Essential oil production in Morocco was estimated at 7 tons per annum by Lawrence (1985) but levels of Cedarwood Atlas concrete production tonnage (solvent extraction of the wood by cyclohexane or other solvents – benzene was formerly used) are unrecorded. Cedarwood Atlas concrete (anomalously called a “resinoid”) does find some use in perfumery because of its good fixative properties and finer odour than the oil (Arctander 1960). The more valued “absolute” is produced from the concrete by fractional distillation. The essential oil nowadays has limited uses in perfumery because of its strong detracting urinic odour compared with the finer notes of the oil of Cedarwood Virginian. However, a 1936 edition of Poucher (Poucher 1936) desribes a mimosa aspect to the oil, and indicates that the double rectified oil of Cedrus atlantica was, at the time, considered of use in soap perfumery, the terpeneless oil useful in perfumery and the solvent extracted resinoid useful in soap fragrancing in spite of its dark colour. A Moroccan medical plant reference book (Hmamouchi M. 2001) only describes the traditional use (wood, leaves) as an anti-inflammatory for rheumatism, but warns of neurotoxic effects. Gattefossé reports on Massey’s therapeutic study of Cedarwood Atlas and its uses in venerology a centaury ago (Gattefossé 1937); the oil has since been successfully marketed into aromatherapy, where it is employed for its’ antiseptic, anticatarrhal, circulatory stimulant and expectorant properties.
The Cedarwood Atlas tree has been important in the socio-economy of Morocco, being suitable for furniture making, carpentry, construction work, and by dry-distillation, for tar-making. Benabid (2000) also mentions that the leaves (needles) are using in tanning. Like all cedarwoods, the wood it is fragrant, insect repellent and rot-resistant due to the essential oil content. However it is not known with any certainty, what level of extra pressure on the shrinking conifer forests, or the wider environmental impact implications that the continued extraction of essential oil & resin from the tree has had. Further, the skin sensitivity problems associated with the production of fragrant lichen products from oakmoss (Evernia prunastri) & treemoss (Pseudoevernia furfuracea mixed with Usnea spp.) qualities which are used in perfumery, have led to an much-increased demand for Moroccan Cedarmoss extracts (from the lichen Evernia furfuracea), which grow on, and are gathered from, Cedarwood Atlas trees.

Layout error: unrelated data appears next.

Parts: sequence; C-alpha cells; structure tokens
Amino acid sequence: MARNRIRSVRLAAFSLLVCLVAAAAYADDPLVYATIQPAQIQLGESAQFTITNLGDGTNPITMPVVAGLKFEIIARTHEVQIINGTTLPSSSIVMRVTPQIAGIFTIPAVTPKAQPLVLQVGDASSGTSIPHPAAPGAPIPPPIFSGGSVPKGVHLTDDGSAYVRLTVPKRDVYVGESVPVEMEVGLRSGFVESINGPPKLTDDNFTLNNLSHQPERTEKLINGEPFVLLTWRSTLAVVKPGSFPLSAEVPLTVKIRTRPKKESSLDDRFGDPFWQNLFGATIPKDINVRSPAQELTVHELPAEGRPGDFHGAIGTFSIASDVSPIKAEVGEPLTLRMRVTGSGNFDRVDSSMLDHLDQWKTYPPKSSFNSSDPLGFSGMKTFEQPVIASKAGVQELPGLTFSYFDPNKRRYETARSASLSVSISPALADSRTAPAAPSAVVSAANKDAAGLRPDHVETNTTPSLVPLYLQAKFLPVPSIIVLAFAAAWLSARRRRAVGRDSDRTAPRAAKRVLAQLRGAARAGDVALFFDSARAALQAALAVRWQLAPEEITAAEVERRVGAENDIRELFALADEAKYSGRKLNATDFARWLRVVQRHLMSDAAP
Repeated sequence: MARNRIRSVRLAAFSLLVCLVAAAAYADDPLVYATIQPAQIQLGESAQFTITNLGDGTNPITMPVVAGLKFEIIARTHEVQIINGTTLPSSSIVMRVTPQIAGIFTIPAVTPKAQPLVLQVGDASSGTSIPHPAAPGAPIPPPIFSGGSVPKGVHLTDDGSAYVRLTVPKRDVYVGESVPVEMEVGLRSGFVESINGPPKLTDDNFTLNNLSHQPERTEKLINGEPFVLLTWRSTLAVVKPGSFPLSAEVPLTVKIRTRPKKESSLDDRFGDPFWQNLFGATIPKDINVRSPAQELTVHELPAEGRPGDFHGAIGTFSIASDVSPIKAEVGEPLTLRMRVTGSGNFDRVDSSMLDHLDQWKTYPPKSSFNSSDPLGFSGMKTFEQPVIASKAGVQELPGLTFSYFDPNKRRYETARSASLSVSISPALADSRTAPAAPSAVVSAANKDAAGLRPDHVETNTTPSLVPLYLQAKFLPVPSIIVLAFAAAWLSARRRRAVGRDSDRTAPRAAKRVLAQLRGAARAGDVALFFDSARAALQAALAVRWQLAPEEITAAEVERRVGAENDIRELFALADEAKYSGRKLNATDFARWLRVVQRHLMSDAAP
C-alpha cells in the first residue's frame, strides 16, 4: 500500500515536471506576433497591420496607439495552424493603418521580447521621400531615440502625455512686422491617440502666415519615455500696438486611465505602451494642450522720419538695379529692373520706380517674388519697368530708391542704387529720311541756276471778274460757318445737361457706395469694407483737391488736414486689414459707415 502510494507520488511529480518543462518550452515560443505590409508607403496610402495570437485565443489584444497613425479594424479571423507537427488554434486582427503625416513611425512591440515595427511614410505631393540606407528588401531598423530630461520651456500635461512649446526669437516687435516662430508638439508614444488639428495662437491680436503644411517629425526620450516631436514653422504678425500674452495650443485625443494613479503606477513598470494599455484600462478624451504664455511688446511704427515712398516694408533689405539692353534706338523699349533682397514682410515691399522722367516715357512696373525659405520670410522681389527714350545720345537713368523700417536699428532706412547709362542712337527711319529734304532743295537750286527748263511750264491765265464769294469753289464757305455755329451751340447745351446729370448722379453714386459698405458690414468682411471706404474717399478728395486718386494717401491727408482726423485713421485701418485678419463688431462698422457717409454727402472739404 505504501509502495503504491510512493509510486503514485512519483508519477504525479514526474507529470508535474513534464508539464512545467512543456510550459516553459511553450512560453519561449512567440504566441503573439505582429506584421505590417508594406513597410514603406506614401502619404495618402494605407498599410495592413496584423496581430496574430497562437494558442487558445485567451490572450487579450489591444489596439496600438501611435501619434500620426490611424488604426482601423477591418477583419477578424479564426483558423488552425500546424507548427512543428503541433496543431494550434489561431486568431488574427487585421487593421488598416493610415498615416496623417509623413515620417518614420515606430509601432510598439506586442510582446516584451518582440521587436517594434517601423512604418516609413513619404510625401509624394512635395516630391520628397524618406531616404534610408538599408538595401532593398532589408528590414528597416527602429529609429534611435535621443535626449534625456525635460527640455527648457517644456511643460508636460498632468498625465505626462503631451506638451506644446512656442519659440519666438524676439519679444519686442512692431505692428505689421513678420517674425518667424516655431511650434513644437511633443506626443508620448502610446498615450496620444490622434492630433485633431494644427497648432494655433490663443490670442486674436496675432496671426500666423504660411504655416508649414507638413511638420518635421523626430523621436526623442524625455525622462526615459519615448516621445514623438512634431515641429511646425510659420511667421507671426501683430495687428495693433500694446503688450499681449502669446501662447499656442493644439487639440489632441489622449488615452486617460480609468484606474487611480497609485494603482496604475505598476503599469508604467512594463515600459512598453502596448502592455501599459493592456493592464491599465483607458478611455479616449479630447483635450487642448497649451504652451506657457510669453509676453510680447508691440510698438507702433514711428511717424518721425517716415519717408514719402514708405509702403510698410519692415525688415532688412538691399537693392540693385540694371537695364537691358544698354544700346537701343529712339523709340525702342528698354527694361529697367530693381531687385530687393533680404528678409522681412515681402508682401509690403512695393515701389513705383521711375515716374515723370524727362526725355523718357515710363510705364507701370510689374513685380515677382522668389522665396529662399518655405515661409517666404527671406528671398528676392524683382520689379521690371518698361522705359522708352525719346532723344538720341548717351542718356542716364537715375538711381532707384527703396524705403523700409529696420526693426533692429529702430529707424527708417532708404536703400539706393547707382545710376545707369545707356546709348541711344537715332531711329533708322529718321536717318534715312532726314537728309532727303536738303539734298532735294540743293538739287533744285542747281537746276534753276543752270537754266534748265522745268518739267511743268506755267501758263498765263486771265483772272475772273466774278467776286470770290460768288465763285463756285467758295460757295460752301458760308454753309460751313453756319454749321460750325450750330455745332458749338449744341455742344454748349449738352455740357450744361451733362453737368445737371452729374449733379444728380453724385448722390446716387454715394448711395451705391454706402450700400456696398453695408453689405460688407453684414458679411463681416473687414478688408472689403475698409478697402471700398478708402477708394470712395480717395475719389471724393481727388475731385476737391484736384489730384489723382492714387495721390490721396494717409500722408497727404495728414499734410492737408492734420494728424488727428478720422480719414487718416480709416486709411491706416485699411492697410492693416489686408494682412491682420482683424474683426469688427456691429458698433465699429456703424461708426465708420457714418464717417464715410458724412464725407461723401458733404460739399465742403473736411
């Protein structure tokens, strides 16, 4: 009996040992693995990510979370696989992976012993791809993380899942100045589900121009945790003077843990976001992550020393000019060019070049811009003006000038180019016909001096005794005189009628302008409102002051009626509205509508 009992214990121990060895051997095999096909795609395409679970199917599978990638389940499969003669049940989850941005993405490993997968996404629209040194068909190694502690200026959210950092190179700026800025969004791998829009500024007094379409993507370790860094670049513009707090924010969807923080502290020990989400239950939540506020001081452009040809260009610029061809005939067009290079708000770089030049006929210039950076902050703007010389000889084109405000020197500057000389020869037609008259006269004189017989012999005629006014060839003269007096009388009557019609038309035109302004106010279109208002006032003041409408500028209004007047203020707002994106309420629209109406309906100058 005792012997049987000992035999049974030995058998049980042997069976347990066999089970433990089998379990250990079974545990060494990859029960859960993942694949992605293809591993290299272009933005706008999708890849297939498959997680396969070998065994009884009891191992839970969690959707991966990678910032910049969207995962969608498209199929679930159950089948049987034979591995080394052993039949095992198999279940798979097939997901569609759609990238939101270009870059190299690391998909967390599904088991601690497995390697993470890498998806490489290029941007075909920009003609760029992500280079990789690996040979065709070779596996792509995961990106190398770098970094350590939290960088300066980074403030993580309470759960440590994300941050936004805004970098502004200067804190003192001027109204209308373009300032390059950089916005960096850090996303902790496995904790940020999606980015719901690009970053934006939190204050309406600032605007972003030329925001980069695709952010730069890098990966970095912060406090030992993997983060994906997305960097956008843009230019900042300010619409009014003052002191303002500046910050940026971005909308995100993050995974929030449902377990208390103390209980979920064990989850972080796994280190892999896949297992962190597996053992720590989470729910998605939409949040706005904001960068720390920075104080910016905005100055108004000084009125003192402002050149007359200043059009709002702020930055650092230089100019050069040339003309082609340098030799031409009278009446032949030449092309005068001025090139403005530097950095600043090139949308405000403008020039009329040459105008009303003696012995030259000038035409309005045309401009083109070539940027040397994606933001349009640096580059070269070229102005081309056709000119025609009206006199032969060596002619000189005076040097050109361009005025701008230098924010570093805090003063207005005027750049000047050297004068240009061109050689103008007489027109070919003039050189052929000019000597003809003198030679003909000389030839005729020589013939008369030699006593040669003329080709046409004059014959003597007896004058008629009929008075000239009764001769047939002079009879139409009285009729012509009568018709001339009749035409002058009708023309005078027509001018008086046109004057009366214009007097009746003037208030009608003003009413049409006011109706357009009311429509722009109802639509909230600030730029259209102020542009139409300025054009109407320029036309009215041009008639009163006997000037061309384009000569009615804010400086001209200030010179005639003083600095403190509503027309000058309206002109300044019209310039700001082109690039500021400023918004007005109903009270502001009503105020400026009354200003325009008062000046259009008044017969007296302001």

growth of Cedarmoss on a
The author has not been able to find any damage/impact data relating to the increased rate of gathering of Cedarmoss from Cedarwood forests; however Ciani A.C. & Castillo P. (undated) describe the economic production of this activity- and other cedar forest activities such as essential oil production, honey-bee breeding and ethno-medicinal production - as being low.
Margot (1999) in a major work on the Moroccan forest
system describes the explains the necessity for silviculture in Morocco’s
natural forest and describes schemes of regeneration for Cedarwood Atlas in
plantations stretching over 120 years and involving thinning developing
trees down from a rate of 5,000 per hectare down to an eventual 100 per
hectare - by which time the trunk diameter is 30cm (at 120 years plus). As
we have seen in previous Cropwatch reports with similar long-maturing tree
schemes (Sandalwood East Indian, Rosewood Brazilian) (see
these plans for sustainability may be commendable in some respects, but may
have too much built-in vulnerability to be relied on totally.
It is apparent that stricter management of the critically endangered and rapidly diminishing conifer forest areas of Morocco, in conjunction with meeting the basic needs of local people, is still an urgent priority. Meanwhile the exploitation of shrinking conifer forests for Cedarmoss, Cedarwood oil Atlas, its resinoid and absolute, by the aroma trade should be halted right now, in my opinion, until a comprehensive environmental impact study is available, the area is adequately conserved, and adequate resources for natural regeneration are available.
Click here for printer friendly version
acre = 4,046 square metres (m2)
= 0.405 hectare
hectare = 10,000 square metres (m2)
= 2.471 acres = 0.01 square
A square kilometre =
1,000,000 square metre = 100 hectares = 247.105381
Acres = 0.386102 square